Race 3: The Dell Latitude Rugged Race is often referred to as the Southern Ocean Sleigh Ride, but uncharacteristically light winds over the last 24 hours has seen the majority of the Clipper Race fleet becalmed in wind holes, leading to frustration on board and a divide in routing.
Speaking from on board first placed Sanya Serenity Coast, which has kept to the rhumb line on a more north-easterly route, Skipper Wendy Tuck says: “Another busy time of changing sails and scratching of the head.
“I think the only sails we haven’t used are the ones you would expect to use in this part of the world, but that will happen quick enough.”
Following Sanya Serenity Coast, and also sticking to the rhumb line, is the second placed PSP Logistics and the third placed Dare To Lead. Just three nautical miles now separates Garmin in fourth, the fifth placed Visit Seattle, and sixth placed Unicef, which also follow suit taking the north-easterly approach.
For the teams opting to stray south from the rhumb line, racing is proving to be equally as tight, with less than one nautical mile separating seventh placed HotelPlanner.com from the eighth placed Liverpool 2018. Ninth placed Qingdao and tenth placed GREAT Britain follow the two teams in close succession, currently separated by just one nautical mile each.
Rob Graham, Skipper of the eleventh placed Nasdaq, is working hard to keep up with the pack on the southern route, and comments: “We had a busy day yesterday. The forecast light and variable winds kept us tacking and changing from Yankee 1 to windseeker several times.
“Whilst all that activity was a good way of forming our new joiners into a crew, it was also frustrating to see that the rest of the fleet made better progress than we did without our Code 1 (lightweight spinnaker).”
With the spell of light winds now passing, and with wind building over the coming days to give teams the first sense of true Southern Ocean conditions, excitement is building on board fifth placed Visit Seattle. Skipper Nikki Henderson explains: “Everyone here signed up for Southern Ocean madness; big waves, winds, and life on a slant, so there is a general mood of ‘bring it on’, and ‘we hate wind holes’.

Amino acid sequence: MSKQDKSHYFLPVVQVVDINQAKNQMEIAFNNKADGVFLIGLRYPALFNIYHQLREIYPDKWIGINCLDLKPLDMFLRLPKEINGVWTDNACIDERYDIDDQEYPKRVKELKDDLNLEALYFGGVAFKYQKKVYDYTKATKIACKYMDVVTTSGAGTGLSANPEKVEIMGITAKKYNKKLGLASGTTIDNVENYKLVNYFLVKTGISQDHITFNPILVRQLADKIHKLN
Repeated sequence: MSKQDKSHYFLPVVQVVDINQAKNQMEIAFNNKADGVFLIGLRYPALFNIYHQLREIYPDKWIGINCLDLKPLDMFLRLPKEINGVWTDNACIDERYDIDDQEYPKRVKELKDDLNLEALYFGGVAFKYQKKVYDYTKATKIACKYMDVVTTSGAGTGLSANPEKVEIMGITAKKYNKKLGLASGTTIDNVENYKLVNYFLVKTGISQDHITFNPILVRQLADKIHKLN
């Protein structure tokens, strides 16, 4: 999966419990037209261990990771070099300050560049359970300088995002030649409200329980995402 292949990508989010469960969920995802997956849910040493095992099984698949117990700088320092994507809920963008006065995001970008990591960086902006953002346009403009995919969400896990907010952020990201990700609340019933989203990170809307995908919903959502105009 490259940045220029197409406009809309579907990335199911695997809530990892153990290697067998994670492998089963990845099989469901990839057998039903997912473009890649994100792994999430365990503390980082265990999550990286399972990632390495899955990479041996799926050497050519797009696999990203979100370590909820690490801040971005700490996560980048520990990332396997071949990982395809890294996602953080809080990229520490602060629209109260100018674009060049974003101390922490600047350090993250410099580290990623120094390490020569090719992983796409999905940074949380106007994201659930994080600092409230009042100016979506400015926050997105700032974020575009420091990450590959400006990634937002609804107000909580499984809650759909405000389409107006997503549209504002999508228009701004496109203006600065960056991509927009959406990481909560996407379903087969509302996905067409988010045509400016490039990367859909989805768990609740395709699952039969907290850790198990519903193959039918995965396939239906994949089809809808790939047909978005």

“I concur with the latter – wind holes have quickly become my least favourite thing at sea on this race since Liverpool. I feel we have had enough practice.”
Despite being only day two, teams have settled into life on board quickly. PSP Logistics Skipper Matt Mitchell has used the light wind conditions to help get crew back into the swing of ocean racing, saying: “All the guys on board are settling in very nicely.
“We haven’t had anyone sea sick yet and I am hoping that having had a couple of days on board, the guys will be a little more resistant to it than otherwise once the stronger weather comes through.”
These thoughts are echoed aboard Qingdao, with Skipper Chris Kobusch reporting: “Life on board is good, with the crew settling into the watch system and the daily job rotations. Once again it is down to: eat, sleep, sail, repeat.”
Despite teams’ focus very much on the challenge ahead, thoughts across the fleet remain with Greenings. Unicef Skipper Bob Beggs says: “We were very saddened to learn the latest news of Greenings last night that the yacht may not sail again, but great to hear that Skipper and crew are all well.”
Looking ahead, Clipper Race Weather Guru Simon Rowell reports the next front is due to catch up with the fleet overnight tomorrow. With it, the fleet is likely to see wind speeds gust up to 50 knots and may see some impressive electrical activity in the skies.
The Race Viewer will prove gripping over the next 24 hours as only time will tell if it has been an advantageous tactical move for the group that has headed South of the rhumb line.
by Clipper Ventures